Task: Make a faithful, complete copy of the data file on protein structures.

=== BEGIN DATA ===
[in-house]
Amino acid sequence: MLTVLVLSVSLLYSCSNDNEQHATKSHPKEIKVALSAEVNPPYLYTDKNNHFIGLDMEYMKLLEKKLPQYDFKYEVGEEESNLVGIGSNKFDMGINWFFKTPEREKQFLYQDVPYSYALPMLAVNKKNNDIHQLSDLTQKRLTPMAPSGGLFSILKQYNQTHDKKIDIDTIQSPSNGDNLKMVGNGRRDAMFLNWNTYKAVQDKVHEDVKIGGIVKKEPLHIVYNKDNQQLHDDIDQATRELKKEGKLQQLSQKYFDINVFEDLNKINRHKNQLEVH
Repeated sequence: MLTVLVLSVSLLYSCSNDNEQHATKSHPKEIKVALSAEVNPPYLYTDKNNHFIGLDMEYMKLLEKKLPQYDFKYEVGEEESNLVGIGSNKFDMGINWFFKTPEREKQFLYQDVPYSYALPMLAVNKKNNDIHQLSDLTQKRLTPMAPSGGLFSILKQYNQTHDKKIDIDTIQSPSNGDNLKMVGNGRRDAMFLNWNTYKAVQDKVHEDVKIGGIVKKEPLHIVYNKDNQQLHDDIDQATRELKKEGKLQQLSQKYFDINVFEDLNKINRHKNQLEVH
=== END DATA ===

[in-house]
Amino acid sequence: MLTVLVLSVSLLYSCSNDNEQHATKSHPKEIKVALSAEVNPPYLYTDKNNHFIGLDMEYMKLLEKKLPQYDFKYEVGEEESNLVGIGSNKFDMGINWFFKTPEREKQFLYQDVPYSYALPMLAVNKKNNDIHQLSDLTQKRLTPMAPSGGLFSILKQYNQTHDKKIDIDTIQSPSNGDNLKMVGNGRRDAMFLNWNTYKAVQDKVHEDVKIGGIVKKEPLHIVYNKDNQQLHDDIDQATRELKKEGKLQQLSQKYFDINVFEDLNKINRHKNQLEVH
Repeated sequence: MLTVLVLSVSLLYSCSNDNEQHATKSHPKEIKVALSAEVNPPYLYTDKNNHFIGLDMEYMKLLEKKLPQYDFKYEVGEEESNLVGIGSNKFDMGINWFFKTPEREKQFLYQDVPYSYALPMLAVNKKNNDIHQLSDLTQKRLTPMAPSGGLFSILKQYNQTHDKKIDIDTIQSPSNGDNLKMVGNGRRDAMFLNWNTYKAVQDKVHEDVKIGGIVKKEPLHIVYNKDNQQLHDDIDQATRELKKEGKLQQLSQKYFDINVFEDLNKINRHKNQLEVH